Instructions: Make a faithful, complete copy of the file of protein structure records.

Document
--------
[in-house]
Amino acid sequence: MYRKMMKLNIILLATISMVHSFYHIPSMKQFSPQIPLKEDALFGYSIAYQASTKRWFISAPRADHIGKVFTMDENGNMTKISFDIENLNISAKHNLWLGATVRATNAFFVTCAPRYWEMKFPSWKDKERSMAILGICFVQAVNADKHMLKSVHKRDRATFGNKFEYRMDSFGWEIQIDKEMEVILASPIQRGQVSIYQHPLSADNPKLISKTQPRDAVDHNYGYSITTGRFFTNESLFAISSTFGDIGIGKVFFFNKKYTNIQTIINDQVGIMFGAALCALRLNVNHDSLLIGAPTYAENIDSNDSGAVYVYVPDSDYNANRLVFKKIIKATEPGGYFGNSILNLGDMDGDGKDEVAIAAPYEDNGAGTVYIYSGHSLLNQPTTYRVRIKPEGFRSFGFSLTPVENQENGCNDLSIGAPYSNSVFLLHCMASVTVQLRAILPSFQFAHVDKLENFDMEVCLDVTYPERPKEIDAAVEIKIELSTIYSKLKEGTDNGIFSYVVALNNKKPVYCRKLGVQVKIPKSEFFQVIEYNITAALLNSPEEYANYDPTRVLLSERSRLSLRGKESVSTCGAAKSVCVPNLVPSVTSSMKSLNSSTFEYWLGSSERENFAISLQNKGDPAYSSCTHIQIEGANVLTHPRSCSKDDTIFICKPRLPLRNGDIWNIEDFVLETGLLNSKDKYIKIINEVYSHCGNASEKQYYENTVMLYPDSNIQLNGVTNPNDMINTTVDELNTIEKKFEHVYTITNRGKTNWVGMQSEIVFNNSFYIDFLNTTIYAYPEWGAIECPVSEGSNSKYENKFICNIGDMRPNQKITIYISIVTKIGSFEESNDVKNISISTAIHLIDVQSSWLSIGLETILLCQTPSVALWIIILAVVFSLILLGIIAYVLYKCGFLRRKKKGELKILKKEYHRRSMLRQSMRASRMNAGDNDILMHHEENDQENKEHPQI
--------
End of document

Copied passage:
[in-house]
Amino acid sequence: MYRKMMKLNIILLATISMVHSFYHIPSMKQFSPQIPLKEDALFGYSIAYQASTKRWFISAPRADHIGKVFTMDENGNMTKISFDIENLNISAKHNLWLGATVRATNAFFVTCAPRYWEMKFPSWKDKERSMAILGICFVQAVNADKHMLKSVHKRDRATFGNKFEYRMDSFGWEIQIDKEMEVILASPIQRGQVSIYQHPLSADNPKLISKTQPRDAVDHNYGYSITTGRFFTNESLFAISSTFGDIGIGKVFFFNKKYTNIQTIINDQVGIMFGAALCALRLNVNHDSLLIGAPTYAENIDSNDSGAVYVYVPDSDYNANRLVFKKIIKATEPGGYFGNSILNLGDMDGDGKDEVAIAAPYEDNGAGTVYIYSGHSLLNQPTTYRVRIKPEGFRSFGFSLTPVENQENGCNDLSIGAPYSNSVFLLHCMASVTVQLRAILPSFQFAHVDKLENFDMEVCLDVTYPERPKEIDAAVEIKIELSTIYSKLKEGTDNGIFSYVVALNNKKPVYCRKLGVQVKIPKSEFFQVIEYNITAALLNSPEEYANYDPTRVLLSERSRLSLRGKESVSTCGAAKSVCVPNLVPSVTSSMKSLNSSTFEYWLGSSERENFAISLQNKGDPAYSSCTHIQIEGANVLTHPRSCSKDDTIFICKPRLPLRNGDIWNIEDFVLETGLLNSKDKYIKIINEVYSHCGNASEKQYYENTVMLYPDSNIQLNGVTNPNDMINTTVDELNTIEKKFEHVYTITNRGKTNWVGMQSEIVFNNSFYIDFLNTTIYAYPEWGAIECPVSEGSNSKYENKFICNIGDMRPNQKITIYISIVTKIGSFEESNDVKNISISTAIHLIDVQSSWLSIGLETILLCQTPSVALWIIILAVVFSLILLGIIAYVLYKCGFLRRKKKGELKILKKEYHRRSMLRQSMRASRMNAGDNDILMHHEENDQENKEHPQI